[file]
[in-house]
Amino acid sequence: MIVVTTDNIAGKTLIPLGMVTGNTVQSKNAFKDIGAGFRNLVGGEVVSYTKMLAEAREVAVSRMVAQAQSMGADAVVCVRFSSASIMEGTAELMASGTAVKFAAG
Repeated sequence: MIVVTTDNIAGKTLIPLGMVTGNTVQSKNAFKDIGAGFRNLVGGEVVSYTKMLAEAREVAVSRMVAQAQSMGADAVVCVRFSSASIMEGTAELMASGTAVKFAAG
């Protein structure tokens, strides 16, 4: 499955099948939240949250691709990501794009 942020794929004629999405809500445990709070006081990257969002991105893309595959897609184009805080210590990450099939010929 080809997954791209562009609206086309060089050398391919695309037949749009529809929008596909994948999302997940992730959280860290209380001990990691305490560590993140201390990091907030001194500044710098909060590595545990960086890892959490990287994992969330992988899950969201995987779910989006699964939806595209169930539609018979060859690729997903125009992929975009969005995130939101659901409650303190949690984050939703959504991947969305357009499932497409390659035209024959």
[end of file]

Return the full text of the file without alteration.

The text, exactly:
[in-house]
Amino acid sequence: MIVVTTDNIAGKTLIPLGMVTGNTVQSKNAFKDIGAGFRNLVGGEVVSYTKMLAEAREVAVSRMVAQAQSMGADAVVCVRFSSASIMEGTAELMASGTAVKFAAG
Repeated sequence: MIVVTTDNIAGKTLIPLGMVTGNTVQSKNAFKDIGAGFRNLVGGEVVSYTKMLAEAREVAVSRMVAQAQSMGADAVVCVRFSSASIMEGTAELMASGTAVKFAAG
């Protein structure tokens, strides 16, 4: 499955099948939240949250691709990501794009 942020794929004629999405809500445990709070006081990257969002991105893309595959897609184009805080210590990450099939010929 080809997954791209562009609206086309060089050398391919695309037949749009529809929008596909994948999302997940992730959280860290209380001990990691305490560590993140201390990091907030001194500044710098909060590595545990960086890892959490990287994992969330992988899950969201995987779910989006699964939806595209169930539609018979060859690729997903125009992929975009969005995130939101659901409650303190949690984050939703959504991947969305357009499932497409390659035209024959």